Princess Anne corn grower earns top state honors in National Corn Yield Contest

ST. LOUIS — As the American farmer strives to meet the growing demand for corn required to satisfy increasing world demand, one Somerset County, Maryland, grower has been honored for his efforts through the 2016 National Corn Yield Contest.

Gary L. King of Princess Anne placed third in the state in the No-Till/Strip-Till Irrigated Class (Class E) with a yield of 265.4891 bushels per acre. The hybrid used in the winning field was Pioneer P1197AM. He was one of 400 state winners nationwide in a contest that included 7,979 entries from 46 states. Of the state winners, 18 growers — three from each of six classes — were named national winners, representing nine states.

First place in Class E in Maryland went to Bruce Bartz of Denton with 311.6199 bushels per acre using DEKALB DKC62-08RIB seed. Second was Edward Appenzeller Jr. of Millington using Axis 64K24 seed. His yield was 272.8002 bushels per acre. While Queen Anne’s County farmer Michael Bostic edged Mr. King by just over two bushels per acre using the same seed as he did, Mr. Bostic instead gets credit for placing second in another class as there is only one winner if there are multiple entries.

Mr. King has had good luck with Pioneer brand hybrids. In 2011 he placed third in the No-Till/Strip Till Non-Irrigated category with 192 bushels per acre. The hybrid used that year was P1184HR.

The average yield among national winners in the 2016 contest was 374.7 bushels per acre — greater than the projected U.S. average of 175.3 bushels per acre. Five of the national winners recorded yields of 400 bushels or more per acre.

“This harvest, the world witnessed the incredible bounty U.S. corn farmers can provide to meet the growing need for food, fuel and fiber both in our nation and around the world,” said NCGA President Wesley Spurlock, a corn grower from Stratford, Texas. “Our contest participants demonstrated that America’s farmers continue to strive for excellence while adopting state-of-the-art tools which help them meet those goals,” Spurlock continued.

“The top yield in this year’s contest —a tremendous 521.3968 bushels per acre achieved by Randy Dowdy of Valdosta, Ga., is a testament to these efforts.”

Farmers are encouraged through the contest to utilize new, efficient production techniques. Agronomic data gleaned from the contest reveal the following:

  • Average planting population for the national winners was 39,111 seeds per acre, compared to 34,110 for all entrants.
  • National winners applied an average of 311.06 pounds of nitrogen, 84.61 pounds of phosphorus and 180.83 pounds of potassium per acre.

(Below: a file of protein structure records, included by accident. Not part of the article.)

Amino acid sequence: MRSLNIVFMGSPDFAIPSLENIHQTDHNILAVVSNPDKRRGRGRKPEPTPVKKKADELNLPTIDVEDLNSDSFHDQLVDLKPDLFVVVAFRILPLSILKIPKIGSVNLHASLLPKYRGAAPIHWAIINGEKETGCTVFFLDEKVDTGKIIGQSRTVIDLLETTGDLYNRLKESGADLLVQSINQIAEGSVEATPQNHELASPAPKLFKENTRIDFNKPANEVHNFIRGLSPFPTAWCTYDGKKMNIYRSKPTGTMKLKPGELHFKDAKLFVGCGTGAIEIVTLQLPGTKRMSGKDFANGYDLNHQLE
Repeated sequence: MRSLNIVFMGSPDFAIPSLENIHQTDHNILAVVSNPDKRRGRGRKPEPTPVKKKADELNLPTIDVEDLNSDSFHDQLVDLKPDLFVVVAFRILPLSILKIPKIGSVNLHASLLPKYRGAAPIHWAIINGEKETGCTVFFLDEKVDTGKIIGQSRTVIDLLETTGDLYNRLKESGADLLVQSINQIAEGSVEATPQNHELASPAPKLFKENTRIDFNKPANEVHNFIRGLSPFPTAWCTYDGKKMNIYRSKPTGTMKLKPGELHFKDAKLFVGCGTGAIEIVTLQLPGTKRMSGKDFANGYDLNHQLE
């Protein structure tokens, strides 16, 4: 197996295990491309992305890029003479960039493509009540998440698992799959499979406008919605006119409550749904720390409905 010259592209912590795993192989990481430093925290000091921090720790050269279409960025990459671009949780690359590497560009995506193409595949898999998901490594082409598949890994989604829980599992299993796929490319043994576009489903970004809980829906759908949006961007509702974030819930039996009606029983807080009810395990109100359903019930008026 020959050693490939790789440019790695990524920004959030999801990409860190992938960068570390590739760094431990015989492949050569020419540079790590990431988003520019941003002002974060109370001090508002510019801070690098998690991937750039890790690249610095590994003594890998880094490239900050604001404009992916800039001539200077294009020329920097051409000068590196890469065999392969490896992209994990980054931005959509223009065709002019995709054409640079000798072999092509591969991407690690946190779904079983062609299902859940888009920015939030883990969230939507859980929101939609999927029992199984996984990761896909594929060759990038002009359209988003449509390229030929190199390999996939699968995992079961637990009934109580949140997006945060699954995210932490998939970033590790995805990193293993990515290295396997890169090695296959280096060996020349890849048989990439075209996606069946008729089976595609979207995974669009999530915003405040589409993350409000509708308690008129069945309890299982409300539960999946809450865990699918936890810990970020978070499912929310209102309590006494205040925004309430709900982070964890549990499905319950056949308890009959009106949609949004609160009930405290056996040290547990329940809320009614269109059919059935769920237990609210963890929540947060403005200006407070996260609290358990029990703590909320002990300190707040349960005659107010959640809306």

• Average commercial nitrogen use per bushel of yield was 0.83 pounds for the national winners and 0.83 pounds for all entrants.
  • 33.33 percent of the national winners applied trace minerals, compared to 37.04 percent of all entrants.
  • Use of manure as a fertilizer was consistent. 33.33 percent of national winners applied manure, compared to 14.91 percent of all entrants.

The National Corn Yield Contest began in 1965 with 20 entries from 3 states. The highest overall yield was 218.9 bushels per acre, while the national yield average was in the mid-60 bushel-per-acre range.

The winners were recognized March 3 at the 2017 Commodity Classic, the premier convention and trade show of the U.S. corn, soybean, sorghum, wheat and equipment industries, held this year in San Antonio, Texas. For a complete list of winners and for more information about NCYC, visit the NCGA website at www.ncga.com. The National Corn Growers Association represents more than 40,000 members, 49 affiliated state corn grower and checkoff organizations, and hundreds of thousands of growers who contribute to state checkoff programs.

Rachel Orf is with the National Corn Growers Association.

 

You are encouraged to leave relevant comments but engaging in personal attacks, threats, online bullying or commercial spam will not be allowed. All comments should remain within the bounds of fair play and civility. (You can disagree with others courteously, without being disagreeable.) Feel free to express yourself but keep an open mind toward finding value in what others say. To report abuse or spam, click the X in the upper right corner of the comment box.

Facebook Comment